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The medical and economic costs of nuclear power

By Helen Caldicott - posted Monday, 14 September 2009

None of the new countries wanting nuclear power have the appropriate nuclear regulations, independent regulators, the domestic maintenance capacity and the skilled workforce to run a nuclear reactor. Nor do they have an adequate grid system to absorb the output of a nuclear power plant.

Furthermore some of these countries either have a government hostile to the concept of nuclear power (Norway, Malaysia, Thailand), hostile public opinion (Italy and Turkey), major economic problems (Poland), earthquake or volcanic risks (Indonesia) or some have an absolute lack of all necessary infrastructure (Venezuela).

France with its large nuclear infrastructure is currently threatened with a severe shortage of skilled workers. The Word Nuclear Industry Status Report reveals that currently only 300 nuclear science graduates are available in France for 1,200 to 1,500 open positions, and in the US only one quarter of such graduates plan to work in the nuclear industry. Most of the current operators, baby boomers, are close to retirement.


And there is one other major bottleneck for new reactors - only one corporation in the world, Japan Steel Works, can manufacture large steel forgings for many reactor pressure vessels.

These problems, together with the global financial crisis mean that the prospects of funding for the nuclear industry - most of which is government sourced - looks grim. New reactors are too risky and expensive to attract private investor funding, and the nuclear industry will not proceed with its “new build” unless they can transfer the risk to the tax payers or ratepayers.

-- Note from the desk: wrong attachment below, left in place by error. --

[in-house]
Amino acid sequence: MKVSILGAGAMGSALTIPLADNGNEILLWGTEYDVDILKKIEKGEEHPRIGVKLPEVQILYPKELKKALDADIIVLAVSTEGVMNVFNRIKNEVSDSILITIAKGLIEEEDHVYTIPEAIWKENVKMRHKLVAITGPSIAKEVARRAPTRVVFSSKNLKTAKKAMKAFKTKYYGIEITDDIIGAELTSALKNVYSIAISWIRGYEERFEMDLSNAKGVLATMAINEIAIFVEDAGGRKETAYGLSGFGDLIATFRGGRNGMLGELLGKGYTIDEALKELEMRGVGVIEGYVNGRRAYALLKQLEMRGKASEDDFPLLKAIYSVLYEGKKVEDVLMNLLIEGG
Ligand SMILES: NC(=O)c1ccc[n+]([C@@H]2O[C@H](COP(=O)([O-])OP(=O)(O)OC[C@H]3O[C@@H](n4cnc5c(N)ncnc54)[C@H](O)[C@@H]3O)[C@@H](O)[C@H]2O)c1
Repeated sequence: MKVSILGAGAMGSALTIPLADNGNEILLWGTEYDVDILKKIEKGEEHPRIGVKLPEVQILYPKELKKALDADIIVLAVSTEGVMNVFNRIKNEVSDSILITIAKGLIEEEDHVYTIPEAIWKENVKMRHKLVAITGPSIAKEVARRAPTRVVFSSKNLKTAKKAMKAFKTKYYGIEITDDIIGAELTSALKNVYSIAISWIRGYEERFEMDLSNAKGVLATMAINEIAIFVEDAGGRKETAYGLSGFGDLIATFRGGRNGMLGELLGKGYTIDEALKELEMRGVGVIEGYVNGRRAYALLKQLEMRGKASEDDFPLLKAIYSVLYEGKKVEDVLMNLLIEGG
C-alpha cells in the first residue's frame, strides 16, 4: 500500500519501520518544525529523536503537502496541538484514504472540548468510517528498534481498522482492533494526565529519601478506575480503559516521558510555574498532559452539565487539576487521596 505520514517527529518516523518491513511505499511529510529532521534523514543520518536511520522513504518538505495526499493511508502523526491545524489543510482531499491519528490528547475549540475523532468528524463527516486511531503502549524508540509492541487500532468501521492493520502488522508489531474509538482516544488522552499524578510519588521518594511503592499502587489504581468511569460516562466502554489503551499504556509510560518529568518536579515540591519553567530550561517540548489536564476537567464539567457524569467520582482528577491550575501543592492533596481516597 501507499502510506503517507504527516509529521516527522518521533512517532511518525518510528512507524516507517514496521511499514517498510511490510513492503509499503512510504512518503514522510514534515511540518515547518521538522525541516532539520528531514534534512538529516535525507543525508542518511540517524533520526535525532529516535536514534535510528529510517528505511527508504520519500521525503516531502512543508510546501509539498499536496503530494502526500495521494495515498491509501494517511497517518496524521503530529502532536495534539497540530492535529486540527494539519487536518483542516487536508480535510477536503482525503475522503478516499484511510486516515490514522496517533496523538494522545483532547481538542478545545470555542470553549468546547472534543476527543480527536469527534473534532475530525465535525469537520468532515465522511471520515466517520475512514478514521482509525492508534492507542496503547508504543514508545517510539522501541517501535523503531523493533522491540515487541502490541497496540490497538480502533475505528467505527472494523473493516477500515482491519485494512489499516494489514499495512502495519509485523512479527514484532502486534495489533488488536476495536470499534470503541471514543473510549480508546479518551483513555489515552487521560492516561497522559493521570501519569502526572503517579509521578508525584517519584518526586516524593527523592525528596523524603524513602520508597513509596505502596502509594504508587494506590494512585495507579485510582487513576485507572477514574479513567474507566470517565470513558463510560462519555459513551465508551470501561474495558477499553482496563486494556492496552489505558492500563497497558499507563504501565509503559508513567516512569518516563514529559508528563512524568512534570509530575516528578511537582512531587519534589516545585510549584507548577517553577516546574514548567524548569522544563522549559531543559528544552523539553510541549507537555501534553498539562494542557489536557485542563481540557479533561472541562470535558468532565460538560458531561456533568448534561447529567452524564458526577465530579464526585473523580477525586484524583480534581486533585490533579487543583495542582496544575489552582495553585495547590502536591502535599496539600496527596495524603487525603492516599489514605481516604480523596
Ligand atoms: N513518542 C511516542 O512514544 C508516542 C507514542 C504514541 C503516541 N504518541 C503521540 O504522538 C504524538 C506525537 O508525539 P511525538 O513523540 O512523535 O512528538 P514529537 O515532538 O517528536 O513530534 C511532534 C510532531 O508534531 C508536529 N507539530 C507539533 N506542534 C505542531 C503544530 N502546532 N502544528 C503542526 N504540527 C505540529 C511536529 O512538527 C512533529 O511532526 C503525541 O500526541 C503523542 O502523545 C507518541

In the US, efforts to forge the nuclear industry renaissance has been thwarted in eight states from Kentucky to Minnesota to Hawaii, Illinois, West Virginia, California, Missouri and Wisconsin. When the Yucca Mountain repository for high level waste was vetoed by President Obama, Dave Kraft, Director of the Nuclear Energy Information Service in Chicago said “Authorising construction of nuclear reactors without first constructing a radioactive waste disposal is like authorising the construction of a new Sears tower without the bathrooms. Neither makes sense; both threaten public health and safety.”

How does this state of affairs relate to Australia? Well, as we know Australia sits on 40 per cent of the world’s high grade uranium; the ALP, in its wisdom, has determined that there should be no restrictions on uranium mining proceeding throughout the country. There are more than 60 potential uranium mines in Western Australia alone. In South Australia, the Olympic Dam mine owned by BHP Billiton is to triple in size to become the largest uranium mine in the world. Honeymoon, Beverley and the Four Mile deposit are all located in South Australia, the latter two are owned by an American company General Atomics, a weapons corporation which also manufactures the pilotless drones that are currently used by the military in Afghanistan and Pakistan.

In the light of these two studies it is difficult to understand how Kevin Rudd and the Labor Government can have no moral scruples about our uranium exports.

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About the Author

Dr Helen Caldicott, has devoted the last 38 years to an international campaign to educate the public about the medical hazards of the nuclear age and the necessary changes in human behavior to stop environmental destruction. She is also the Founding President of the Physicians for Social Responsibility which, with other national groups won the Nobel Peace Prize in 1985. She is President of people for a Nuclear Free Australia and a member of the Spanish Scientific Committee advising the Spanish Prime Minister.

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